Much less common in indoor collections Japanese vineyard (Ampelopsis japonica) Is a graceful plant with three- or five-part leaves of a uniform green color, which seems simpler than classic vineyards. But it is rightfully called one of the most lacy indoor lianas.

Caring for a vineyard at home

Growing grapes is a simple process. He will need attention, in particular, regular watering without extremes. But despite this, ampelopsis cannot be counted among the capricious cultures. Active care during the growing season and more modest care in winter will decorate the interior with the luxurious leaves of this culture. It is a light-loving and cool winter-loving plant that tolerates pruning well and gratefully responds to minimal care.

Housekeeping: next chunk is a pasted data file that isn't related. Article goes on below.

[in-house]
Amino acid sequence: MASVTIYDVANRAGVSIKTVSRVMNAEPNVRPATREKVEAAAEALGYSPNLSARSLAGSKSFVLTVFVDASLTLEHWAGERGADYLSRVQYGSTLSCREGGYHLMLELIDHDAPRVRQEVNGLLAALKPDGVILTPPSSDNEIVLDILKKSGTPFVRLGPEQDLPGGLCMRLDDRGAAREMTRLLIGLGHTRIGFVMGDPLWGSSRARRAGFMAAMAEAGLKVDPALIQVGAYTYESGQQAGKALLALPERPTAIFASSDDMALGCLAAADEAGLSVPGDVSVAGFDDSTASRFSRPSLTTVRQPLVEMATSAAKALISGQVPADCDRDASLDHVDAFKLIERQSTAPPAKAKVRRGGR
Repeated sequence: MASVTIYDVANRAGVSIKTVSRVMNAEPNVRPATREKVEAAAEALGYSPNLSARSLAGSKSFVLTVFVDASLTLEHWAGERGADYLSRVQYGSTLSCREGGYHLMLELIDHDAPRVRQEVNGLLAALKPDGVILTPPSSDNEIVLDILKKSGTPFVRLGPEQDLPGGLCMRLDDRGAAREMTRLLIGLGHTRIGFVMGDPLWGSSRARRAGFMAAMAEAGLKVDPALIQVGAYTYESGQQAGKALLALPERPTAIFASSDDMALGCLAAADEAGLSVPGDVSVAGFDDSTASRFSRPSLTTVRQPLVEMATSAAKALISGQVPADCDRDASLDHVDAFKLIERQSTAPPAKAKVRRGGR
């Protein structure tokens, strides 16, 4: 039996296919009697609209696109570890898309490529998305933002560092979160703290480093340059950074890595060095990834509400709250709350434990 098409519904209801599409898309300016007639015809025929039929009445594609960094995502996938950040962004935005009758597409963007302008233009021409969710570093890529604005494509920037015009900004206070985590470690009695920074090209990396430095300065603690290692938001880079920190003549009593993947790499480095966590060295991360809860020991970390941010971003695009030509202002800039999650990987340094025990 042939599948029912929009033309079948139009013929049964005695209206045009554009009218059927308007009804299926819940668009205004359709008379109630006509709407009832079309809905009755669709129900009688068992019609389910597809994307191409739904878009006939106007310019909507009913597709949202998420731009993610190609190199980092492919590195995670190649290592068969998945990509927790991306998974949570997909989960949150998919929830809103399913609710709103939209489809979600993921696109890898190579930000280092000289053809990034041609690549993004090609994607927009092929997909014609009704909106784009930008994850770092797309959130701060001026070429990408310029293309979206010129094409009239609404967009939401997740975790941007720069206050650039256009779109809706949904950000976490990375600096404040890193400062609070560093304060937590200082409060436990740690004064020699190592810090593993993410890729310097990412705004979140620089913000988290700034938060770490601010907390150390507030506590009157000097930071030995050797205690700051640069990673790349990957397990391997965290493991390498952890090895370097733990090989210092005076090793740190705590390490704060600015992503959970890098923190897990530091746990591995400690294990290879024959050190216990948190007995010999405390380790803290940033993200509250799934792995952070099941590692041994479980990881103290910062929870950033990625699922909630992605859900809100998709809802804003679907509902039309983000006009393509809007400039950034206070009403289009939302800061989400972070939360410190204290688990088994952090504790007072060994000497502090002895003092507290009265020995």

Lighting for ampelopsis

Ampelopsis is rightfully ranked among the light-loving vines. This plant loves good lighting and feels comfortable both on eastern or western windowsills, and in a bright place with confused lighting. The vineyard should be protected from direct sunlight only in the summer, and even then it is afraid only of the midday sun. This plant reacts well to fluctuations in lighting and does not like artificial lighting too much. Ampelopsis is able to adapt to partial shade, if you gradually accustom it to less light, but under such conditions it can partially change the color of its leaves and stretch out somewhat.

Vineyard (Ampelopsis)
Vineyard (Ampelopsis). Farmer Burea-Uinsurance.com Hiromi Sato

Comfortable temperature